Jazz Music

29th October 2021

Charlie Parker (sax) with Miles Davis (trumpet)

JAZZ MUSIC

I love all types of music, but one of my favourites is Jazz. It can be exciting, or thought-provoking, upbeat or mellow, but it’s always different.

Unlike other types of music, Jazz is spontaneous. This means that you never hear the same song the same way; each performance is different. 

Jazz started in New Orleans but moved up to Chicago, New York and even west to California. The first records were made in 1917 and the first true Jazz genius was Louis Armstrong. If you want to hear jazz, you should listen to his records from the 1920s.

You may know some famous Jazz artists such as Miles Davis, John Coltrane or Charlie Parker. I can recommend these musicians to you as first-rate examples of Jazz.

I hope this has made you curious about Jazz, and that you go online to listen for yourself. Who knows, maybe you too will learn to love Jazz.

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Seahorse Productions: Steppenwolf, Berlin 2014

15th May 2020

Historic photos of City Life of Berlin during the interwar period ...

This film, finished in 2014, was shot in 2008 while I was living in Berlin and I attempted to give it a 1920s feel. It’s based on the famous novel by Hermann Hesse:

Quote HERMANN HESSE – MAGGIE EXPLAINS THE WORLD

The novel, which was published in 1927, is a book within a book … a young man finds a diary written by an older man and it is this diary which forms the bulk of the story. As readers, we are free to choose how much to believe of the ‘diary’; is it all true, all fiction, a combination of truth, half-truths and wishes ?

The book certainly has a surreal quality to it, moving from realistic descriptions to a final sequence which seems to resemble a dream or fantasy.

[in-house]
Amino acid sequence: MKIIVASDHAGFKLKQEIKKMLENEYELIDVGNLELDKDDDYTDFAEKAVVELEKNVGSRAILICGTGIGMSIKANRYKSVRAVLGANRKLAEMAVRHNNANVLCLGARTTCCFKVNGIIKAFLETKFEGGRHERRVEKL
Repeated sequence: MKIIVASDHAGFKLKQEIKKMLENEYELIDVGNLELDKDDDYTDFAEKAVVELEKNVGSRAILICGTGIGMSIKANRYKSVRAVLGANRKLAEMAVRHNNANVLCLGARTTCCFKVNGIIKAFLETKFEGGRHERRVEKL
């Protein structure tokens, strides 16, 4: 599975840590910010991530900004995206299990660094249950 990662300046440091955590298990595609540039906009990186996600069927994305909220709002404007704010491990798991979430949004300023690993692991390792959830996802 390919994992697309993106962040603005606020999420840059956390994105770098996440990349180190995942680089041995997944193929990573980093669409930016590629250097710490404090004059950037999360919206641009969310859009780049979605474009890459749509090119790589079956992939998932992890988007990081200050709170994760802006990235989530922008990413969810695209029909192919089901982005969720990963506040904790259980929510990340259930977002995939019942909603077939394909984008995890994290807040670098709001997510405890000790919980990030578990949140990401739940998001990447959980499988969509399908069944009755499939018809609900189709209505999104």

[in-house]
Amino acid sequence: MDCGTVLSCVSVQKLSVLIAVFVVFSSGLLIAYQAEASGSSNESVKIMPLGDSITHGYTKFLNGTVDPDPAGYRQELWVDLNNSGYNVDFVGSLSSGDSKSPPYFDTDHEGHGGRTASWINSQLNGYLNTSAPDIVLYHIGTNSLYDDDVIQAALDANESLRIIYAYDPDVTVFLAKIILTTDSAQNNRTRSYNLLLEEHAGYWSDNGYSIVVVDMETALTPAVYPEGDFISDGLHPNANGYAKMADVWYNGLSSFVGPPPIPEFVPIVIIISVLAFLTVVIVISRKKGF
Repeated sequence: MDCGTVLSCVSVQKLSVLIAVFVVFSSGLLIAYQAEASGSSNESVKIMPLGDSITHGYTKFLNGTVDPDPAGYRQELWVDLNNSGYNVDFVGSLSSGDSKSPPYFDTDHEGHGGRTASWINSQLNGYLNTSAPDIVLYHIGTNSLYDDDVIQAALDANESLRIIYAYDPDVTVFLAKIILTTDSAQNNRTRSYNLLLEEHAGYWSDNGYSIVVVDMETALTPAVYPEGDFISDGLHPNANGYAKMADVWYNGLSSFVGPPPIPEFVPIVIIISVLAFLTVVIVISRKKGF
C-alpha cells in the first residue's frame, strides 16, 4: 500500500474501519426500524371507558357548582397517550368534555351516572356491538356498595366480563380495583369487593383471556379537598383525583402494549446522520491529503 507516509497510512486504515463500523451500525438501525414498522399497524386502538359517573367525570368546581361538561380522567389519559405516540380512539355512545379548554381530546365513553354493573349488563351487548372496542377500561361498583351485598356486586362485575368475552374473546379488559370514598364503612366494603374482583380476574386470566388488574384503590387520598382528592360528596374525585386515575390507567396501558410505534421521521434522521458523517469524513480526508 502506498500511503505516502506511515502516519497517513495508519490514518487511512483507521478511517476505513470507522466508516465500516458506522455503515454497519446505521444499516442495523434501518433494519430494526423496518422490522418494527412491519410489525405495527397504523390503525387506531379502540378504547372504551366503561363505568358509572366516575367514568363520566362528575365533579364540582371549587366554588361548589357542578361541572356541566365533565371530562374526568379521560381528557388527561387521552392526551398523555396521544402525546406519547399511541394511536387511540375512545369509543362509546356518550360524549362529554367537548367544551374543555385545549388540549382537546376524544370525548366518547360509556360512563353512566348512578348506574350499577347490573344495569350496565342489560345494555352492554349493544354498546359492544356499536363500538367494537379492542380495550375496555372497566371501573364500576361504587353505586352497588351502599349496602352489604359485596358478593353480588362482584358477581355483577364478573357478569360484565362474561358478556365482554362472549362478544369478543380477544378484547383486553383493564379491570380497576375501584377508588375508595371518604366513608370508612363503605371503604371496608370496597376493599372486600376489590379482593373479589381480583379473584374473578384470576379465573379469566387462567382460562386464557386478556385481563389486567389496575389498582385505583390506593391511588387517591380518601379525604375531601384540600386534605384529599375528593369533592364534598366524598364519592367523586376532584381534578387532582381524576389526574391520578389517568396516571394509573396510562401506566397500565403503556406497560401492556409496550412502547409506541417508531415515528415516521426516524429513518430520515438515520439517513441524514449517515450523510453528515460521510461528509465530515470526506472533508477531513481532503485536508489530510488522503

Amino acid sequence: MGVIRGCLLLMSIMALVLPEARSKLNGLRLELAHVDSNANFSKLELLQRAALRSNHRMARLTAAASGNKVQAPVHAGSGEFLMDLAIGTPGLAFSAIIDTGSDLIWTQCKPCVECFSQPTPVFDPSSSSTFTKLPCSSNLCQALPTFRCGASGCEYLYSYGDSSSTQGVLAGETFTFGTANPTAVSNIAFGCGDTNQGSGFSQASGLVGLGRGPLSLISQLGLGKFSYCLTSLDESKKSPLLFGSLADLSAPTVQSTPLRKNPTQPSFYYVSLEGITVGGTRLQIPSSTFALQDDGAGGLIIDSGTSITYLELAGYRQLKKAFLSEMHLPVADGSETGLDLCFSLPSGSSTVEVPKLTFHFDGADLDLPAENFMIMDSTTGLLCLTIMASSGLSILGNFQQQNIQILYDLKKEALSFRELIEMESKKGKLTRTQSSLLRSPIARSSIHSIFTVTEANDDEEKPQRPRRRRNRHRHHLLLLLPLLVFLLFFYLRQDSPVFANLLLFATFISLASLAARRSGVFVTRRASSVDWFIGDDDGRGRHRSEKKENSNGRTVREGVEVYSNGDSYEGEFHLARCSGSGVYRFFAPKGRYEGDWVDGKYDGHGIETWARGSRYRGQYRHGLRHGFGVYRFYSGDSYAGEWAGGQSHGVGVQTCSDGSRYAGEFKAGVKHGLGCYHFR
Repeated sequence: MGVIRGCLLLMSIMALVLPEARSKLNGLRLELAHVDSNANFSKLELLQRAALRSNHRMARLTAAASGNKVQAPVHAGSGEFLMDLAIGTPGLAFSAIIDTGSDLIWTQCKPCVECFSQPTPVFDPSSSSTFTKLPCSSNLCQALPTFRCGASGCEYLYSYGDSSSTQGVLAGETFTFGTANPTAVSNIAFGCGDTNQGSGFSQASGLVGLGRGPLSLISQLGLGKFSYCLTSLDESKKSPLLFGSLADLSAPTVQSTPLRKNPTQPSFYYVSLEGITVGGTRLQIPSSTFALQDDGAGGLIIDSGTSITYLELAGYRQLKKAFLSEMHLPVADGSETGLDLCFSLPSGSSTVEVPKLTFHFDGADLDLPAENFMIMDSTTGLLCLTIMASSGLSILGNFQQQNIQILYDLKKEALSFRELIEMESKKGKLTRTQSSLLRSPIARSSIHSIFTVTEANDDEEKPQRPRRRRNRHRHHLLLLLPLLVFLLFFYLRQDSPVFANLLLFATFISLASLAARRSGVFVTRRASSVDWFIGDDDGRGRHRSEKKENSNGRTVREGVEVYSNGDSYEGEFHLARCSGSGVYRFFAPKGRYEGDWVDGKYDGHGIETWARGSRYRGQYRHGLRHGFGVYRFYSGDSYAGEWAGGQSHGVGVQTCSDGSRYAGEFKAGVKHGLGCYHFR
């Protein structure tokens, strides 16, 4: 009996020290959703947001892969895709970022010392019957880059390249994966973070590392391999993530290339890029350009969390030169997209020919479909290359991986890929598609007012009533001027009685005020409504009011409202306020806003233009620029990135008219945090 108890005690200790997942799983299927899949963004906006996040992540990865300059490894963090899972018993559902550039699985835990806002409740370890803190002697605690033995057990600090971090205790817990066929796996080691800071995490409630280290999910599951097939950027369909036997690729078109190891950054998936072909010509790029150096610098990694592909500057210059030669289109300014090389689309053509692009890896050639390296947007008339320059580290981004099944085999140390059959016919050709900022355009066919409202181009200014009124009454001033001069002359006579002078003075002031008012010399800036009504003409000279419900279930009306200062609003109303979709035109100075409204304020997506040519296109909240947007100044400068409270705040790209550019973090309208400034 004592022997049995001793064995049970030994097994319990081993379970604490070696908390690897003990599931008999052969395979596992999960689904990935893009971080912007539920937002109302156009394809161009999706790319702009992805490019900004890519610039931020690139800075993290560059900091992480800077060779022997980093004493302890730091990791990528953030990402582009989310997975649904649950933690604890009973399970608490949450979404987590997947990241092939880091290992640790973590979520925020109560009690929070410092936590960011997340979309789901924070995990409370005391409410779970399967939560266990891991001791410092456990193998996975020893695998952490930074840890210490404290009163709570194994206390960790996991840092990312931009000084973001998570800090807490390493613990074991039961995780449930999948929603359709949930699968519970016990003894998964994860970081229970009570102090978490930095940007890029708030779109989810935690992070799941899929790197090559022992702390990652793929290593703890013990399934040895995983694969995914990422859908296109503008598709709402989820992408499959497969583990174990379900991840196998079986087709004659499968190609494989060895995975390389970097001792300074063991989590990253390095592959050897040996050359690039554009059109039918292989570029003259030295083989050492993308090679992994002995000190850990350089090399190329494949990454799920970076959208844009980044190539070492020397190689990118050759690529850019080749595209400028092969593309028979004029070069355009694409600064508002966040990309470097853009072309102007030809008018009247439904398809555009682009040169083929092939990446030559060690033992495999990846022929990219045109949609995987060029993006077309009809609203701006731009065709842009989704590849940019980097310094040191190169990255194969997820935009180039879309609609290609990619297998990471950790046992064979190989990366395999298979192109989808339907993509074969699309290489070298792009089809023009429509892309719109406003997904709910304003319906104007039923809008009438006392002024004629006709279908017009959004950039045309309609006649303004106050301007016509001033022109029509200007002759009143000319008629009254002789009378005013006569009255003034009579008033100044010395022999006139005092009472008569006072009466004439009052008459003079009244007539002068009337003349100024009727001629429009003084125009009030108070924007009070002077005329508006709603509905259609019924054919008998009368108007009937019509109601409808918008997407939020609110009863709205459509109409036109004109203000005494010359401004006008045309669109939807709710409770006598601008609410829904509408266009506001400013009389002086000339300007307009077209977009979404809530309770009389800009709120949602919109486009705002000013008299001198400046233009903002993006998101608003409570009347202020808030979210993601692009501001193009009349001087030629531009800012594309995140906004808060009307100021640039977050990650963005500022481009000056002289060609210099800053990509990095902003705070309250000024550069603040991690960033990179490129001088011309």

The main character, Harry Haller, refers to himself as a steppenwolf, that is someone who craves human companionship yet is painfully introverted and uncomfortable around people. This dichotomy is central to the book.

Steppenwolf' Hermann Hesse | Cover: Detail of a painting by… | Flickr
A paperback edition of the novel

For the film, I choose areas of Berlin that were more historic and evocative of the 1920s, as well as selecting some ‘modern’ classical composers who were contemporaneous (Martinu from Czech Republic, Hindemith from Germany), along with W.F. Bach (who is mentioned in the book). The film plays out with a melancholy solo guitar piece by the incredible gypsy-guitarist Django Rheinhardt.

I also used colour filters towards the end of the film, as in some silent classics, indicating that the sequences may or may not be ‘real’ … it is up to the viewer to decide.

The film style was heavily influenced by German expressionist cinema of the inter-war years, directors such as Fritz Lang, G.W. Pabst and mostly F.W. Murnau.

Mr Molnar Levente, a Hungarian actor, was in the highly successful ‘Son of Saul’ film, while Mr Martin O’Shea has appeared with Kenneth Branagh and Bill Nighy in the Tom Cruise film ‘Valkarie’.

Ms Willow de la Roche gave, I feel, an amazing performance. I’m so sorry it took so long for the film to finally be cut.

Technical details: I shot the film entirely on Super 8, then had to transfer onto a compatible disk for cutting on a Windows-based laptop. At the time I was moving between Berlin, London and Sweden and furthermore, I had to learn computer editing from scratch.

And now:

LIGHTS

CAMERAS

ACTION

The link: https://www.youtube.com/watch?v=BaPT0X-J2EY